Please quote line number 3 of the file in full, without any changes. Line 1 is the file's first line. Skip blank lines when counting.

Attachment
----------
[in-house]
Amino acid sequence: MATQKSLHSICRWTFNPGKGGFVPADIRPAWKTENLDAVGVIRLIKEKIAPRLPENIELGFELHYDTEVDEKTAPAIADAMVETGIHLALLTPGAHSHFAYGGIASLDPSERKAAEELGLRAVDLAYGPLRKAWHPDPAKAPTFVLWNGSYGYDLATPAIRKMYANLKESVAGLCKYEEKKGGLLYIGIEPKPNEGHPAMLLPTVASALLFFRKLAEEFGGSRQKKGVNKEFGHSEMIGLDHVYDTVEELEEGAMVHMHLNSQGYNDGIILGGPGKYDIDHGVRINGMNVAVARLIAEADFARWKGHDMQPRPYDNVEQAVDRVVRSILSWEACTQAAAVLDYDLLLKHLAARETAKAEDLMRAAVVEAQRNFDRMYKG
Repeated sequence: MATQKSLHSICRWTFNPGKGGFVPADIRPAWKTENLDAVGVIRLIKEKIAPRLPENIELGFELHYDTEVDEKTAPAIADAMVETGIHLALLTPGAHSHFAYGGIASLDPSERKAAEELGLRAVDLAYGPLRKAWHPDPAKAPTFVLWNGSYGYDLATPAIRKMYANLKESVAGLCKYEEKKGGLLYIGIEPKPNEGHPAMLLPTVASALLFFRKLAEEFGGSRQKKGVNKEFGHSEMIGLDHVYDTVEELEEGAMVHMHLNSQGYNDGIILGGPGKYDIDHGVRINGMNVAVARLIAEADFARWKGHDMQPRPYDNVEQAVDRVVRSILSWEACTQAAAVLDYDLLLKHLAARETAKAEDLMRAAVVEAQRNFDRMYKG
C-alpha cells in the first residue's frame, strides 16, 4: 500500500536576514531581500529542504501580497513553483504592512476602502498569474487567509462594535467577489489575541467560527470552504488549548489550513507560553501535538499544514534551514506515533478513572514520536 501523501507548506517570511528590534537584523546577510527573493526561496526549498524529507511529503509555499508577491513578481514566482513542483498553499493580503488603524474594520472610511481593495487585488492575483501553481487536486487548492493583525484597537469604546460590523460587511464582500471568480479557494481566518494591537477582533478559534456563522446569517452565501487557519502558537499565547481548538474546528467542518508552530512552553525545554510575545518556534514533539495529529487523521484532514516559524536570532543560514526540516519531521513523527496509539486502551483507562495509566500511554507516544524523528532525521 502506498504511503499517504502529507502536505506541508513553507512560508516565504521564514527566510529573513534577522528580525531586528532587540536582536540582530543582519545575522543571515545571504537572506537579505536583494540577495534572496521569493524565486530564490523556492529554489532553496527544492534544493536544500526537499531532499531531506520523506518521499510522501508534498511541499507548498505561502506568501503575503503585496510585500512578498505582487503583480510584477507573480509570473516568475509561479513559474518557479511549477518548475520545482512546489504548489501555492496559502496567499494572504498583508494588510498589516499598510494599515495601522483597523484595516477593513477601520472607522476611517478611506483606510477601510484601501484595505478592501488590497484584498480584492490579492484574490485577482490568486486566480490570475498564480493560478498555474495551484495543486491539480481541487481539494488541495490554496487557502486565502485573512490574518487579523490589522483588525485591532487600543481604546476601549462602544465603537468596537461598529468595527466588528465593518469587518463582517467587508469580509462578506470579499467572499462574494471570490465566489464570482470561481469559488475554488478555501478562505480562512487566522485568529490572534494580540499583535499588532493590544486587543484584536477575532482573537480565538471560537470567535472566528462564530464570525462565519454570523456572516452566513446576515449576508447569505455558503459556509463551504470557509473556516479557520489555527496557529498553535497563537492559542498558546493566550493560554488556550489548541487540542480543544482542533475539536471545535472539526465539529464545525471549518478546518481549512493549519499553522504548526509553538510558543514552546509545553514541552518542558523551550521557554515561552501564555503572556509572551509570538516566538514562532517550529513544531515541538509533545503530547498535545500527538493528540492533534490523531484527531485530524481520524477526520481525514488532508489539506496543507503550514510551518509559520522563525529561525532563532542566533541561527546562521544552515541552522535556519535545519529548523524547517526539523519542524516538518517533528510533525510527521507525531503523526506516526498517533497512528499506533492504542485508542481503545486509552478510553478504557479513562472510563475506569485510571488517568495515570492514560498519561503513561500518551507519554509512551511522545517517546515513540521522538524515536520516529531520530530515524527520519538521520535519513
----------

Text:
Repeated sequence: MATQKSLHSICRWTFNPGKGGFVPADIRPAWKTENLDAVGVIRLIKEKIAPRLPENIELGFELHYDTEVDEKTAPAIADAMVETGIHLALLTPGAHSHFAYGGIASLDPSERKAAEELGLRAVDLAYGPLRKAWHPDPAKAPTFVLWNGSYGYDLATPAIRKMYANLKESVAGLCKYEEKKGGLLYIGIEPKPNEGHPAMLLPTVASALLFFRKLAEEFGGSRQKKGVNKEFGHSEMIGLDHVYDTVEELEEGAMVHMHLNSQGYNDGIILGGPGKYDIDHGVRINGMNVAVARLIAEADFARWKGHDMQPRPYDNVEQAVDRVVRSILSWEACTQAAAVLDYDLLLKHLAARETAKAEDLMRAAVVEAQRNFDRMYKG